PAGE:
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Neuromorphic semiconductor device achieves world's highest handwriting pattern recognition rate
A research team led by Dr. Yong-hun Kim and Dr. Jeong-Dae Kwon has successfully developed the world's first neuromorphic semiconductor device with high-density and high-reliability by developing a thin film of lithium-ion battery materials. They achieved this by producing ultra-thin lithium ions, a key material of lithium-ion batteries that have been in the spotlight recently, and combining it with two-dimensional nano-materials. The research team is from the Surface & Nano Materials Division at the Korea Institute of Materials Science (KIMS).
A neuromorphic semiconductor device has synapses and neurons similar to the human brain, which processes and memorizes information. The synaptic device receives signals from neurons and modulates the synaptic weight (connection strength) in various ways to simultaneously process and store information. In particular, the linearity and symmetry of synaptic weights enables various pattern recognition with low power.
Traditional methods for controlling synaptic weights use charge traps between interfaces of heterogeneous materials or oxygen ions. In this case, however, it is difficult to control the movement of ions in the desired direction according to the external electric field. The researchers solved this problem with an artificial intelligence semiconductor device with high density by developing a thin film process while maintaining the mobility of lithium ions according to the external electric field. The thin film—with a thickness of several tens of nanometers—enables fine pattern processing while controlling the thickness of the wafer scale.
The research team developed the film using a vacuum sputtering deposition method that is used in general semiconductor processing. The thickness of the deposited film is less than 100 nanometers. After a transistor-type device on a silicon wafer substrate is manufactured and when an electric field is applied from the outside, the lithium ions in the charged lithium thin film move so that the conductivity of the channel can be precisely controlled.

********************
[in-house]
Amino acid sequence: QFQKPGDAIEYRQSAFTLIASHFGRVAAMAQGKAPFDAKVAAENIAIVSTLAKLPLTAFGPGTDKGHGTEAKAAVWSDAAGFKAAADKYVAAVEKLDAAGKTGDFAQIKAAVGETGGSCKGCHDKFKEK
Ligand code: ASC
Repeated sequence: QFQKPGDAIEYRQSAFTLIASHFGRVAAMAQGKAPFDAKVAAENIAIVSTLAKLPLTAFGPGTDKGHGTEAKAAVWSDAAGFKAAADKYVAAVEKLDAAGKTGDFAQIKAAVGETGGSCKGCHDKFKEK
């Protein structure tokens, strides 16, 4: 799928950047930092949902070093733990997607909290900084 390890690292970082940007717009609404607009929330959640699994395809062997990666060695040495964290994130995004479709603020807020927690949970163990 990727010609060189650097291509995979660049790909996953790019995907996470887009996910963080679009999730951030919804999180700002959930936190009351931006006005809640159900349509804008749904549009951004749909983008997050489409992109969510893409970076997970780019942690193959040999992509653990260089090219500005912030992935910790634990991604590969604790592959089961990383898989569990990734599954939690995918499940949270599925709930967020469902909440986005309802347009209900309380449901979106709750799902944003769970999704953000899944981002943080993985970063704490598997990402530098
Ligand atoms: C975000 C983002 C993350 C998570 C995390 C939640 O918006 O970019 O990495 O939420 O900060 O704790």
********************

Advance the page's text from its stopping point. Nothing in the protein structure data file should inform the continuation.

The research team implemented an artificial neural network learning pattern using this synapse device and developed handwriting image pattern recognition. The artificial intelligence semiconductor device shows a handwriting pattern recognition rate of about 96.77% by maintaining the characteristics of finely adjusted synaptic weight even in an electric field repeated more than 500 times.
The research team stated, "Our next-generation neuromorphic semiconductor device does not require CPU and memory, the traditional Von Neumann-type information processing device and information storage device. It can simultaneously process and store information and learns and recognizes images such as handwriting patterns. It is expected to be applied to various low-power artificial intelligence devices such as world-class neuromorphic hardware systems, haptic devices, and vision sensors."
The results of the research were published in ACS Applied Materials & Interfaces on November 17, 2022. The research team is conducting follow-up research on low-power artificial intelligence devices and wearable edging devices.
More information: Byeongjin Park et al, Robust 2D MoS2 Artificial Synapse Device Based on a Lithium Silicate Solid Electrolyte for High-Precision Analogue Neuromorphic Computing, ACS Applied Materials & Interfaces (2022). DOI: 10.1021/acsami.2c14080